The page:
Ruling of the Court of Appeals

In granting the motion to dismiss appeal, the Court of Appeals held in part:

"xxx. We hold that the failure of plaintiff-appellant to file the Notice of Appeal on time was inexcusable negligence. These are the reasons:

One. In paragraph 7.28 of the Comment (to the Motion to Dismiss), plaintiff-appellant states that Ė

"On 11 August 1995 at 3:00 pm., plaintiff-appellant received a copy of the Order dated 1 August 1995 denying its motion for reconsideration of the dismissed order."

Since, the last day for plaintiff-appellant to file the Notice of Appeal was August 12, 1995, why did it not file the Notice of Appeal right away considering that its preparation and mailing could not take two hours? If counsel for plaintiff-appellant did not take advantage of the two remaining office hours on August 11, 1995, why did it not file the Notice of Appeal at anytime, the following day, August 12? In failing to do that, the law firm counsel was guilty of gross and inexcusable negligence.

TWO. If the counsel for plaintiff-appellant did not know that the last day to file the Notice of Appeal was on August 12, 1995, why did it not ask the handling lawyer about it? There was no impediment to do that because the handling lawyer was not comatose. The counsel was inexcusably negligent for failing to make that inquiry.

THREE. The handling lawyer knew that if the Motion for Reconsideration would be denied Ė as in fact it was Ė he would have only a day after receipt of the order of denial to file a notice of appeal. Why did he not forewarn his law firm about such fact so that even in his absence, the latter could file said notice? Assuming that the handling lawyer was really sick, his ailment which was allegedly just "fatigue and stress" was not at all serious much less incapacitating. In fact he was not even hospitalized for he was just advised to rest for at least two weeks. With all the communication facilities in Metro-Manila, there was no reason for said counsel Ė even if sick Ė not to have gotten in touch with his law firm to check on the result of his Motion for Reconsideration. It was, therefore, inexcusable negligence for him to have failed doing that which an ordinarily prudent lawyer would have done.

The inexcusable negligence of plaintiff-appellantís counsel is made more glaring by the fact that the Notice of Appeal was late not only by 2 or 4 days but all of 13 days.1‚wphi1.nÍt

We are not unaware of the rule that technicality should not smother the right of a litigant to a day in court. But the Supreme Court instructs us that strict adherence to reglementary periods fixed in the Rules of Court is necessary to ensure the efficient and orderly disposition of cases (Panes v. Court of Appeals, 120 SCRA 509). We cannot also close Our eyes to the rule that perfecting an appeal within the period permitted by law is not only mandatory but jurisdictional and the failure to perfect the appeal on time renders the judgment of the court final and executory. (Bank of America, Gerochi, Jr. 230 SCRA 9; Philippine Commercial International Bank v. Court of Appeals, 229 SCRA 560). Well rooted is the principle that once a decision becomes final the appellate court is without jurisdiction to entertain the appeal (Sumbillo v. IAC, 165 SCRA 232; Hensy Zoilo Llido v. Marquez, 166 SCRA 61)."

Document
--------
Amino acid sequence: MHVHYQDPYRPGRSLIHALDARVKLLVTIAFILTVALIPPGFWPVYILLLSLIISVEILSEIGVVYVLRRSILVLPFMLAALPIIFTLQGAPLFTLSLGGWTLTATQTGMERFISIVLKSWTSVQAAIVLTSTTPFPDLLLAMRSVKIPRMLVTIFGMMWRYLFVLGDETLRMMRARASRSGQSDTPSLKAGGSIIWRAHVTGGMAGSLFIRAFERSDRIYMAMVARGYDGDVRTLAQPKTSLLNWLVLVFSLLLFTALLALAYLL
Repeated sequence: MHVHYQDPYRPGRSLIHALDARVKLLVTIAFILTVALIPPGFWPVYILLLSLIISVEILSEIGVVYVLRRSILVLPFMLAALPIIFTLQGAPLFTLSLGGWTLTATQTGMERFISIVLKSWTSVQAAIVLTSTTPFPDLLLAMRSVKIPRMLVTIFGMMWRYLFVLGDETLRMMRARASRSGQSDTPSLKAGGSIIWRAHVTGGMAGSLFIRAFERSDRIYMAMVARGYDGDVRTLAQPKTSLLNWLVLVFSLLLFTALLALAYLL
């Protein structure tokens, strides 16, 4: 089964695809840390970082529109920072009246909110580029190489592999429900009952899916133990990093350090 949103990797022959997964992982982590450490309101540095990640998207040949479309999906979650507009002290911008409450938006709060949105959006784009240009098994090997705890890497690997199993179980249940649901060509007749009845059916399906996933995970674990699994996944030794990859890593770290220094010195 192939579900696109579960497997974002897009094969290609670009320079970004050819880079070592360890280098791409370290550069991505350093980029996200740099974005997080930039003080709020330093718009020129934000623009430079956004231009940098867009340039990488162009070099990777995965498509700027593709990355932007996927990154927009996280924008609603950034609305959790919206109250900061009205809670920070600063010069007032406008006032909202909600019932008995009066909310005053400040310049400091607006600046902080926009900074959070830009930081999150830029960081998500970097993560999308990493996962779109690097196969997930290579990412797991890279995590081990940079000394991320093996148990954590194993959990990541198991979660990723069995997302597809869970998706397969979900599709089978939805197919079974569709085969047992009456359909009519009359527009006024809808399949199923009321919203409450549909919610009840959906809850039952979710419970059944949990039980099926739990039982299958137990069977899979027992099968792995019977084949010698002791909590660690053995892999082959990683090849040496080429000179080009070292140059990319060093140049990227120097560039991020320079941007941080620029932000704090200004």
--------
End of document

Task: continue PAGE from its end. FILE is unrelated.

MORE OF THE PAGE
Hence, the instant petition.

The Issue

Petitioner now comes before us with the following assignment of error:


The threshold issue in this petition for review on certiorari is whether the Court of Appeals erred in dismissing an appeal that was filed 13 days late despite its own findings that petitionerís counsel was grossly negligent.

Petitioner argues that a client should not be bound by counselís gross and inexcusable negligence. Petitioner admits that its handling counsel, Atty. Ignacio of QTE, committed two blunders: first, he failed to arrive on time during one of the hearings allegedly due to the traffic at Roxas Boulevard in front of Baclaran Church; second, he failed to file the notice of appeal within the reglementary period due to "fatigue and stress". Petitioner further admits that Atty. Ignacio offered a "flimsy excuse" for his tardiness and an "out of this world excuse" for his failure to file the notice of appeal on time. Petitioner, however, submits that such gross negligence and mistake of counsel should not bind the client in line with the case of Legarda vs. Court of Appeals.7 Petitioner enumerates the similarities between the Legarda case and its own, as follows:

"First, like the petitioner in the Legarda case, petitioner herein was not negligent in choosing a counsel to represent them in the case. The former engaged the services of former law school dean, Dean Antonio Coronel, while the latter engaged the service of the well known and reputable law firm, Quisumbing, Torres and Evangelista which is associated with Baker and McKenzie of the United States, as counsels to their respective cases.